John Foreman, himself a data-scientist, writes a (somewhat rambling but) funny and self-aware essay on machine learning:
I highly recommend you read it. Keep an eye for two coinages: “data-driven probabilistic determinism” and “data-laundered discrimination”. Machine learning is one side of the argument here. For the other side I also recommend the book Big Data: A Revolution That Will Transform How We Live, Work, and Think
Here are a few juicy quotes from Foreman’s essay:
Our past data betrays our future actions, and rather than put us in a police state, corporations have realized that if they say just the right thing, we’ll put the chains on ourselves.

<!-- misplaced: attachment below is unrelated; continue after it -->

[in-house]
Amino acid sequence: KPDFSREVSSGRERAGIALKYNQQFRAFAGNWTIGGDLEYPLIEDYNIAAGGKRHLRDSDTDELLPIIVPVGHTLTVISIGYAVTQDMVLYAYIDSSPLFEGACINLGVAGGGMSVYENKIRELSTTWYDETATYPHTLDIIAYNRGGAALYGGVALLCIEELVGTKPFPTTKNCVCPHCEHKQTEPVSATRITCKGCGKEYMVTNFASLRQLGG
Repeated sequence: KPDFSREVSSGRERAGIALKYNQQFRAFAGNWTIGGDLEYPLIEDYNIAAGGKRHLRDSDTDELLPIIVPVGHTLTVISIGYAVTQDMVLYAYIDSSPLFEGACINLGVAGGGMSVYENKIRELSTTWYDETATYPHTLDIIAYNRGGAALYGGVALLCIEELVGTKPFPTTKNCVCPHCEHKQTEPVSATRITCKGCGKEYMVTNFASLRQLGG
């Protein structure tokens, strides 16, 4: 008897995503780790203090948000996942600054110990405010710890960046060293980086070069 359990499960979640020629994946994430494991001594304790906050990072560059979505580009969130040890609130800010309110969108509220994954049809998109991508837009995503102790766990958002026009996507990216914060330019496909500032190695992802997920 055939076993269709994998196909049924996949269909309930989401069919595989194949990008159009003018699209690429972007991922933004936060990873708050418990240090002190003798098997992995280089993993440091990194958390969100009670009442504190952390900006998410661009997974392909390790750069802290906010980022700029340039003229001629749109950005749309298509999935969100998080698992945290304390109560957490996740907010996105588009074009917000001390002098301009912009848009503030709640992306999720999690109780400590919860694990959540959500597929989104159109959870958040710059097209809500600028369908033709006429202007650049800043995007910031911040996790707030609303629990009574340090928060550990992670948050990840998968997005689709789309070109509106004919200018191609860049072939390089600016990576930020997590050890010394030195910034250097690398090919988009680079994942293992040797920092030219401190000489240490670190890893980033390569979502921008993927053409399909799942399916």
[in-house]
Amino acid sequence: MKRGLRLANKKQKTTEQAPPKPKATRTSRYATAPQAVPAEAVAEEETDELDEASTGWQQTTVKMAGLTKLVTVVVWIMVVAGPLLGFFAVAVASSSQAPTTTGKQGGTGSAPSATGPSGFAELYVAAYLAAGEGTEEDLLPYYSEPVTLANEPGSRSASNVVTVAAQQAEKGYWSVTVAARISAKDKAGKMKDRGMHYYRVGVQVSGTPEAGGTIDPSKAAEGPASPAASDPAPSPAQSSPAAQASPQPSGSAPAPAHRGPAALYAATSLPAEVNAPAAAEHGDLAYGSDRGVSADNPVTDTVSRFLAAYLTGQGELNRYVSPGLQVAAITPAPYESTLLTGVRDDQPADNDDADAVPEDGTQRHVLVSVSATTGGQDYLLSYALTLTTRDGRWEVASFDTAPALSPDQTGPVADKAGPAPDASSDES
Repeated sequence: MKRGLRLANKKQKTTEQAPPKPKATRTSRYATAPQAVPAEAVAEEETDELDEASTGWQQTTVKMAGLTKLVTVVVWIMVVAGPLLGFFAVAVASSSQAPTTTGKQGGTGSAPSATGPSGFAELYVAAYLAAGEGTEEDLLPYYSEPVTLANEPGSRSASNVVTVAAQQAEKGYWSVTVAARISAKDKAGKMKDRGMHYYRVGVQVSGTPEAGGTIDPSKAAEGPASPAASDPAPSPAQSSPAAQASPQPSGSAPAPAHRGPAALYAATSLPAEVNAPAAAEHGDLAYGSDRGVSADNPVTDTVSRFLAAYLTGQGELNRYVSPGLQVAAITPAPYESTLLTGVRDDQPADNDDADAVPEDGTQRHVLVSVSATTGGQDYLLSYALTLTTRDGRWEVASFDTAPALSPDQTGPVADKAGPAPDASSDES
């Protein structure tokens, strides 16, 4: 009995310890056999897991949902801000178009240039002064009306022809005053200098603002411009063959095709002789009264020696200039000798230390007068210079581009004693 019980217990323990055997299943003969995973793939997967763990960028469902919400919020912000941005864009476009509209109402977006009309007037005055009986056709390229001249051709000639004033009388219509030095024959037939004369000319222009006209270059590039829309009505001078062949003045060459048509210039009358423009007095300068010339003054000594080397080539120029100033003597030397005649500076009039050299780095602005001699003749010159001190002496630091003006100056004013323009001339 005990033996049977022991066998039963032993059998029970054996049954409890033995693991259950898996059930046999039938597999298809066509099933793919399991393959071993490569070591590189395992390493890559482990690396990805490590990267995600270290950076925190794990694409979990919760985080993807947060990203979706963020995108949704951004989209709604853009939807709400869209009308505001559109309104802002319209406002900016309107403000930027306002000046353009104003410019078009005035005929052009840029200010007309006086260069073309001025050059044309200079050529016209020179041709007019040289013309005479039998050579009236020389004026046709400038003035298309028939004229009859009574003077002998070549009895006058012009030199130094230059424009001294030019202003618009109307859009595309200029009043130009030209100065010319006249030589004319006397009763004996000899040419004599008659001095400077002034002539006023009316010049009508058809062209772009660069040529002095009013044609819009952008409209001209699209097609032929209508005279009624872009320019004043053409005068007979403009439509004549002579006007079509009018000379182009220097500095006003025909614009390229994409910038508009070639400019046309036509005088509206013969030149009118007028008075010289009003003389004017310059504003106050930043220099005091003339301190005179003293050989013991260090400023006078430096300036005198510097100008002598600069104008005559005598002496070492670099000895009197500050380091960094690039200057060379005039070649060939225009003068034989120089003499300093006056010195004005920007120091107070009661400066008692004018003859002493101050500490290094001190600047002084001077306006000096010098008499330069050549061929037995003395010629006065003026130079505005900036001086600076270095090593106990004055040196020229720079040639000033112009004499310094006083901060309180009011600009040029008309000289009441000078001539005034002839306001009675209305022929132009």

The promise of better machine learning is not to bring machines up to the level of humans but to bring humans down to the level of machines.
“A human being is a deciding being,” but if our decisions can be hacked by corporations then we have to admit that perhaps we cease to be human as we’ve known it.
A little bit of Huxley there, and reminiscent of Tim Wu who called us humans “comfort-seeking missiles”:
… for most of us, our technological identities are determined by what companies decide to sell based on what they believe we, as consumers, will pay for. … Comfort-seeking missiles, we spend the most to minimize pain and maximize pleasure. When it comes to technologies, we mainly want to make things easy. Not to be bored. Oh, and maybe to look a bit younger.
The imagery of the WALL-E at the end of Foreman’s essay is an appropriate warning.